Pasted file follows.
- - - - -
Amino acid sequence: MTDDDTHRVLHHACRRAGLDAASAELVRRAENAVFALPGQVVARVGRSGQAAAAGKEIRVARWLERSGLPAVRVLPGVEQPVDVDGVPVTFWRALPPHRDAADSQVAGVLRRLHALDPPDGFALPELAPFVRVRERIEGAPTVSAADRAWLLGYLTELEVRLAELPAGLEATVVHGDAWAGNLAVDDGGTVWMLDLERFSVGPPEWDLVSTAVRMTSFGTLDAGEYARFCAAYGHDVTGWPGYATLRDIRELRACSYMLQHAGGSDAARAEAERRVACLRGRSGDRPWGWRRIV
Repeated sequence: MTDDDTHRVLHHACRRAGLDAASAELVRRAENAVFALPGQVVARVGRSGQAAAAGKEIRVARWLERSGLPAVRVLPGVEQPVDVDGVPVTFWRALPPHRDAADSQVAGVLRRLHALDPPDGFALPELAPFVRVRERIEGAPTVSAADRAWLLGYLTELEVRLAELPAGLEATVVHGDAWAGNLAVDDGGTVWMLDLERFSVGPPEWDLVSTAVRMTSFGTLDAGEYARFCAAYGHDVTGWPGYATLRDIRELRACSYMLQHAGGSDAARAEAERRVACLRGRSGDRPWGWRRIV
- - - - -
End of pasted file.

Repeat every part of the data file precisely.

Amino acid sequence: MTDDDTHRVLHHACRRAGLDAASAELVRRAENAVFALPGQVVARVGRSGQAAAAGKEIRVARWLERSGLPAVRVLPGVEQPVDVDGVPVTFWRALPPHRDAADSQVAGVLRRLHALDPPDGFALPELAPFVRVRERIEGAPTVSAADRAWLLGYLTELEVRLAELPAGLEATVVHGDAWAGNLAVDDGGTVWMLDLERFSVGPPEWDLVSTAVRMTSFGTLDAGEYARFCAAYGHDVTGWPGYATLRDIRELRACSYMLQHAGGSDAARAEAERRVACLRGRSGDRPWGWRRIV
Repeated sequence: MTDDDTHRVLHHACRRAGLDAASAELVRRAENAVFALPGQVVARVGRSGQAAAAGKEIRVARWLERSGLPAVRVLPGVEQPVDVDGVPVTFWRALPPHRDAADSQVAGVLRRLHALDPPDGFALPELAPFVRVRERIEGAPTVSAADRAWLLGYLTELEVRLAELPAGLEATVVHGDAWAGNLAVDDGGTVWMLDLERFSVGPPEWDLVSTAVRMTSFGTLDAGEYARFCAAYGHDVTGWPGYATLRDIRELRACSYMLQHAGGSDAARAEAERRVACLRGRSGDRPWGWRRIV